Main Article Content
ENSO (El Nino Southern Oscillation) occurring in 2015 in Indonesia caused drought stress and the decrease in the percentage of production and even death of plants. One effective and relatively inexpensive way of reducing damage and economic losses due to drought is the availibility of tolerant cocoa. The objective of this research was to obtain tolerant clones based on morpho-physiological characters under drought stress. The experiment was conducted in Kaliwining Experimental Station of Indonesian Coffee and Cocoa Research Institute (ICCRI) during dry season (El Nino period with 5 consecutive dry months, from May to October 2015). Stomata, proline, leaf water status was measured at the peak of dry season on tested cocoa clones. The cocoa clones that predicted tolerant against to drought stress were KW 641, KW 514, KW 535, KW 619, and KW 516, whereas the cocoa clones that predicted susceptible under drought stress were KW 609, KW 614, KW 635, KW 606, and KW 651. The treatment clones had higher values of RWC, leaf proline content, narrower width and length of stomata openings, but smaller value of WSD compared to susceptible clones. Meanwhile, the character of leaf thickness might not significanly different to the character of drought tolerance.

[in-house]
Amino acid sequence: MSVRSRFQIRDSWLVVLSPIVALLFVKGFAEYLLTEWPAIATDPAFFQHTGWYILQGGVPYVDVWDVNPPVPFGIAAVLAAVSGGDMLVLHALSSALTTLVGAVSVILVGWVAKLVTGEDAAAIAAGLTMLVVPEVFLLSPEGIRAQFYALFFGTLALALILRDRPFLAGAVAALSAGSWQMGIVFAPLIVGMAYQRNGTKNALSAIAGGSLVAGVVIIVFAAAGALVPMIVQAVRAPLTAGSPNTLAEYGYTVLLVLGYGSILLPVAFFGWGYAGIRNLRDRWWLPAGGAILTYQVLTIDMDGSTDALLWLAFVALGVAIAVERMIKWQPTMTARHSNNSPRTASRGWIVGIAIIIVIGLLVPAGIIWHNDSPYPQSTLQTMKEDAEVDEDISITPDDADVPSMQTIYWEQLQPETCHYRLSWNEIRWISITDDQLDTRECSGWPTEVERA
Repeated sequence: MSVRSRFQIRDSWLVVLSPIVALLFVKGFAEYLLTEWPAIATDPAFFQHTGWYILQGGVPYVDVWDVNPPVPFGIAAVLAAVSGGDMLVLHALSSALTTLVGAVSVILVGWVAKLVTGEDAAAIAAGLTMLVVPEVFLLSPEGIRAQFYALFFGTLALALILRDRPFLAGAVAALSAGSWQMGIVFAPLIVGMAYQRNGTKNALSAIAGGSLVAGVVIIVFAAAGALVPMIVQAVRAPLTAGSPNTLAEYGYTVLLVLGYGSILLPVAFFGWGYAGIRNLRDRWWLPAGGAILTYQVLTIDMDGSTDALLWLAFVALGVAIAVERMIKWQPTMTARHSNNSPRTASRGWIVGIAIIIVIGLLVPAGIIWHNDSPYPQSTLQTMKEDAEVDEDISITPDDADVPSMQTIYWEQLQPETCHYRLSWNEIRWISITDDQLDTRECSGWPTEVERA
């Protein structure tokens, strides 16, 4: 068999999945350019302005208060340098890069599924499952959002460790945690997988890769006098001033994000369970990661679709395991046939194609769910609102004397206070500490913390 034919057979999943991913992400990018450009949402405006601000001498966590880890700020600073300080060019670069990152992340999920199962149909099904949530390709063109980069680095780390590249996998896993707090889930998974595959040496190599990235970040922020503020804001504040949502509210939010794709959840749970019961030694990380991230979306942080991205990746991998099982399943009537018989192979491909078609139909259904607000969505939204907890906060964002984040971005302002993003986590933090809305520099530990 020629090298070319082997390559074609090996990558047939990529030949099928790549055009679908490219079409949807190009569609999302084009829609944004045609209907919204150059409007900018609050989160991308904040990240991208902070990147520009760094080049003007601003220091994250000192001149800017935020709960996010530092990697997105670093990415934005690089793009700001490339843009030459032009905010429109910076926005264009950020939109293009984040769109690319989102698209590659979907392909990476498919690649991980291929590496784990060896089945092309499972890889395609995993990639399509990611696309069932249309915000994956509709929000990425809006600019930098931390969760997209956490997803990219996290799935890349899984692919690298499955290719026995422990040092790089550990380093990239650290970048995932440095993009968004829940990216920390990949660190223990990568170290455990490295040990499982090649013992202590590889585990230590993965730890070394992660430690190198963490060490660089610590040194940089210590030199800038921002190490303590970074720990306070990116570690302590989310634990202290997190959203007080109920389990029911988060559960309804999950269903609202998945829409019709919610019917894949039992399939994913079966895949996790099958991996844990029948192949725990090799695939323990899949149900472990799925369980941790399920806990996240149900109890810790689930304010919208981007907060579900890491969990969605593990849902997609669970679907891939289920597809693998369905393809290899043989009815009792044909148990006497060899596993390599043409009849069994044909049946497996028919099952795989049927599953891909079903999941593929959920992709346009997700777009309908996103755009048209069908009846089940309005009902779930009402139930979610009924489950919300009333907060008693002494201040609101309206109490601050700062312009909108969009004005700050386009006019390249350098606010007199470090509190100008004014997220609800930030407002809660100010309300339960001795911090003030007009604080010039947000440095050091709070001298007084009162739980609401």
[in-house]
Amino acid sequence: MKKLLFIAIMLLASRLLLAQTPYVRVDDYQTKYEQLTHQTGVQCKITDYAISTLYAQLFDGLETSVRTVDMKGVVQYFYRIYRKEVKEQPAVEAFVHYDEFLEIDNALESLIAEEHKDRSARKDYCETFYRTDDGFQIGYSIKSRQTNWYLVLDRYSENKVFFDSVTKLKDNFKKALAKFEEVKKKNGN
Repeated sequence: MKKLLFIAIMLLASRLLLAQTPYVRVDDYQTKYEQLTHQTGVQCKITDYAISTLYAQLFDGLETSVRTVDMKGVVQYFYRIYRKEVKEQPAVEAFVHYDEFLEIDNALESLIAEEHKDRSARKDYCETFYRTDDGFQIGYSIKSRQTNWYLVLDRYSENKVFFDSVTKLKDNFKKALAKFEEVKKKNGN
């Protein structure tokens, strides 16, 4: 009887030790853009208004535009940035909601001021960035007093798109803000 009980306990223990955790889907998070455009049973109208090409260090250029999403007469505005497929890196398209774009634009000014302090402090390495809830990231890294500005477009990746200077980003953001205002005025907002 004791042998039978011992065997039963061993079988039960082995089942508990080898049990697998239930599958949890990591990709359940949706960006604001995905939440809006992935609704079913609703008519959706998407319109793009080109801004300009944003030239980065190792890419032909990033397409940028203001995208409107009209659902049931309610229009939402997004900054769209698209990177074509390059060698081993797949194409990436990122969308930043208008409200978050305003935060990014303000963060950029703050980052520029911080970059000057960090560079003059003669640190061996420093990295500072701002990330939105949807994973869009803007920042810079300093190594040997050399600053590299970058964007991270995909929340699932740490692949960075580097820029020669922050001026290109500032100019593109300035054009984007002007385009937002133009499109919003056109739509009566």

This work is licensed under a Creative Commons Attribution-ShareAlike 4.0 International License.
Authors who publish with this journal agree to the following terms:
- Authors retain copyright and grant the journal right of first publication with the work simultaneously licensed under a Creative Commons Attribution License that allows others to share the work with an acknowledgement of the work's authorship and initial publication in this journal.
- Authors are able to enter into separate, additional contractual arrangements for the non-exclusive distribution of the journal's published version of the work (e.g., post it to an institutional repository or publish it in a book), with an acknowledgement of its initial publication in this journal.
- Authors are permitted and encouraged to post their work online (e.g., in institutional repositories or on their website) prior to and during the submission process, as it can lead to productive exchanges, as well as earlier and greater citation of published work (See The Effect of Open Access).